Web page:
A dollar per month contribution, and why LibreOffice needs it

By Eric Bright

We need your help here at The Document Foundation. LibreOffice needs your support. In this article, I am going to ask you for help. I am going to ask you for a commitment to a monthly donation to The Document Foundation.

If I am successful, at the end you will be convinced as to why LibreOffice needs your help, why even a small donation will help, and why a monthly contribution, even if small, makes a huge difference compared to a larger, one-time donation. Here is the story!

Costs! The old, ugly, familiar costs!

If I ask you to donate $1 CAD to The Document Foundation, you might ask yourself, “What? $1? What is that supposed to achieve? Are you kidding me?” read more...

Please cite this article as: Bright, Eric. (2020) A dollar per month contribution, and why LibreOffice needs it. BlogSophy. https://sophy.ca/blog/2020/09/a-dollar-per-month-contribution-and-why-libreoffice-needs-it/

I don’t “need” LibreOffice

By Eric Bright

I don’t need LibreOffice. I WANT LibreOffice.

I am not exactly sure if anyone really “needs” LibreOffice as a product. LO is more an idea, an ideal, than it is a product. For one thing we have had exactly zero customer since the time of OpenOffice all the way to today.

No one needs LO. I am almost sure about it. I, as one, already have MS Office 365 down my throat by virtue of teaching at a college here in Toronto, Ontario. I don’t “need” to use LO.

If you don’t have a ton of money to pay for an MS Office license fee, then you have many other options: read more...

Please cite this article as: Bright, Eric. (2020) I don’t “need” LibreOffice. BlogSophy. https://sophy.ca/blog/2020/09/i-dont-need-libreoffice/

LibreOffice – Designed by Committee

By Eric Bright

Tree Swing graphic by S Hogh 1993
Designed by Committee

Update 3 2020-10-10: 1- Typo corrected (thank you einpoklum for pointing that out) Update 2 2020-09-07: I stand corrected: 1- “ungraceful,” I am told I was, not “ungrateful” 2- The LO forked happened before AOO. That is true. Duly noted and corrected 3- There were many more reasons that lead to the eventual LO fork. Absolutely true Update 1 2020-09-07: I was informed by people involved with TDF that: 1- LO is based on “an extremely old, complex C++ codebase full of legacy stuff” [I knew that] 2- I was blaming the programmers for the issues the code has [not true. Read the post again] 3- I was being “ungrateful” [not true. Read the post again] 4- The LO does have some serious issues [🤷🏽‍♂️] 5- The contributors have been trying to help and fix them [absolutely true] 6- I am “blaming developers for not doing more” and hence am getting in the way of those who are trying to help [really? 🤨] 7- I “mis-informed” my friend from whom I asked for insights [read the post and see if that is true] 8- I am advocating for more “committee” to fix the problem of something being “designed by a committee.” [conflating concepts, sarcastic, a red-herring/straw-man cocktail, playing with words. Read the ... 🤦🏽‍♂️] What a wild-goose chase! This is exactly how the AOO’s BoD were reacting to all criticisms back in the days. I came to the same conclusion as those critics of AOO once did: There is no point in all these, since history repeats itself. read more...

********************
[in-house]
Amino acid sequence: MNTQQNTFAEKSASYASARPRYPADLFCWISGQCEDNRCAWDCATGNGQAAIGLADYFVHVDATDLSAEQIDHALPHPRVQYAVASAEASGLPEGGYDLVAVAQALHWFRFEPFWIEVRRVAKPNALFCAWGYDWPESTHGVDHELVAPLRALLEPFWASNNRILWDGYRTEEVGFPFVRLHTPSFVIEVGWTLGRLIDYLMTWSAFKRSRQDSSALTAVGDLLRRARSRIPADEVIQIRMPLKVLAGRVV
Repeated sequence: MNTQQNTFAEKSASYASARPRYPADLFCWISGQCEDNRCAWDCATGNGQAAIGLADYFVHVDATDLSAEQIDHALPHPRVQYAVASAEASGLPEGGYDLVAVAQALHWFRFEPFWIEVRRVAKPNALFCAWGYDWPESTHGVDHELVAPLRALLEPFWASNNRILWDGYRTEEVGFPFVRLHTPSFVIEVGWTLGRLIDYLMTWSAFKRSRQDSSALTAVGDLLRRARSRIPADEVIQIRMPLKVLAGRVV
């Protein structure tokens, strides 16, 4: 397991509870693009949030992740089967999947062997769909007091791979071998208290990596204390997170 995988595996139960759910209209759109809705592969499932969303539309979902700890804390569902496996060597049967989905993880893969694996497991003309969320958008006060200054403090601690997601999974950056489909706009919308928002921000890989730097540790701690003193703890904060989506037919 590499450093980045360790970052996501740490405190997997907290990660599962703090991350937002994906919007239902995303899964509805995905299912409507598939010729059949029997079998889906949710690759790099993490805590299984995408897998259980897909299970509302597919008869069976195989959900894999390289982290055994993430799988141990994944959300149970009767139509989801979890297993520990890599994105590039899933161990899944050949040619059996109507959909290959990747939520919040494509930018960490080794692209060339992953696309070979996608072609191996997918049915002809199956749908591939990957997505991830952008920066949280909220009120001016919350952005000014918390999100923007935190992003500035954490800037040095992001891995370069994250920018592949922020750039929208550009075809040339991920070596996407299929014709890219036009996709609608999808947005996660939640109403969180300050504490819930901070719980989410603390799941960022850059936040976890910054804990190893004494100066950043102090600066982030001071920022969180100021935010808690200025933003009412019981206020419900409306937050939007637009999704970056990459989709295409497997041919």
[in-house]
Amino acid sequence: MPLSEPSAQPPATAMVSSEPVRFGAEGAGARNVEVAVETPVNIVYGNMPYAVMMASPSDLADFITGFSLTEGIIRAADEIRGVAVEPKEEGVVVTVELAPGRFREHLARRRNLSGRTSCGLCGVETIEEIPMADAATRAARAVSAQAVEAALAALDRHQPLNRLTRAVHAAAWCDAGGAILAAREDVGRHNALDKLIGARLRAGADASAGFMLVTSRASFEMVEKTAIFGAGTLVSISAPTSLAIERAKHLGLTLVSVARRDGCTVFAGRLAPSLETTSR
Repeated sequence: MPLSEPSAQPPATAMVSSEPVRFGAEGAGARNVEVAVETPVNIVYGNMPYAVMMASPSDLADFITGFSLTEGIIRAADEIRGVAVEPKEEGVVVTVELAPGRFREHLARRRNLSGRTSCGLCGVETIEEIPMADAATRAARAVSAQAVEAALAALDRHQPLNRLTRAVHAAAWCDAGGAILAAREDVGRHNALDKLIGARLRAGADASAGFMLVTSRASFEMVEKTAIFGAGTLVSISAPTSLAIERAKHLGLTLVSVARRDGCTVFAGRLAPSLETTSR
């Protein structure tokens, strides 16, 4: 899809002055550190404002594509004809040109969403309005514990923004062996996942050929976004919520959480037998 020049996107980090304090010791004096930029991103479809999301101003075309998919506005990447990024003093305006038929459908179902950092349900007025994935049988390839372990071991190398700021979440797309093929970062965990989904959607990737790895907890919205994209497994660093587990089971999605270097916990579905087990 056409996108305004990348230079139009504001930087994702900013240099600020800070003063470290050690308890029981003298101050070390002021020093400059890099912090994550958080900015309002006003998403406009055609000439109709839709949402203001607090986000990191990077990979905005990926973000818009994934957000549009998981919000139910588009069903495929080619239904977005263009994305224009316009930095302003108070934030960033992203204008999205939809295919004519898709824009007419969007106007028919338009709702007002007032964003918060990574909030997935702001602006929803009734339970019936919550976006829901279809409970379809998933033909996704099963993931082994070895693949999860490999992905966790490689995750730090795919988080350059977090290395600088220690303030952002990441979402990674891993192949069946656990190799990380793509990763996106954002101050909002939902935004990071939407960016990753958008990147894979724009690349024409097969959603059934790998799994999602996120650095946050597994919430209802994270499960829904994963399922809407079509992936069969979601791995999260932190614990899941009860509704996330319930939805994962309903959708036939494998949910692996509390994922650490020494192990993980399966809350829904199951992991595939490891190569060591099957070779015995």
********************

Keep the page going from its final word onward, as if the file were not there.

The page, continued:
Please cite this article as: Bright, Eric. (2020) LibreOffice – Designed by Committee. BlogSophy. https://sophy.ca/blog/2020/09/libreoffice-designed-by-committee/

The Internet’s Own Boy

The Internet’s Own Boy follows the story of programming prodigy and information activist Aaron Swartz. From Swartz’s help in the development of the basic internet protocol RSS to his co-founding of Reddit, his fingerprints are all over the internet. But it was Swartz’s groundbreaking work in social justice and political organizing combined with his aggressive approach to information access that ensnared him in a two-year legal nightmare. It was a battle that ended with the taking of his own life at the age of 26. Aaron’s story touched a nerve with people far beyond the online communities in which he was a celebrity. This film is a personal story about what we lose when we are tone deaf about technology and its relationship to our civil liberties.” read more...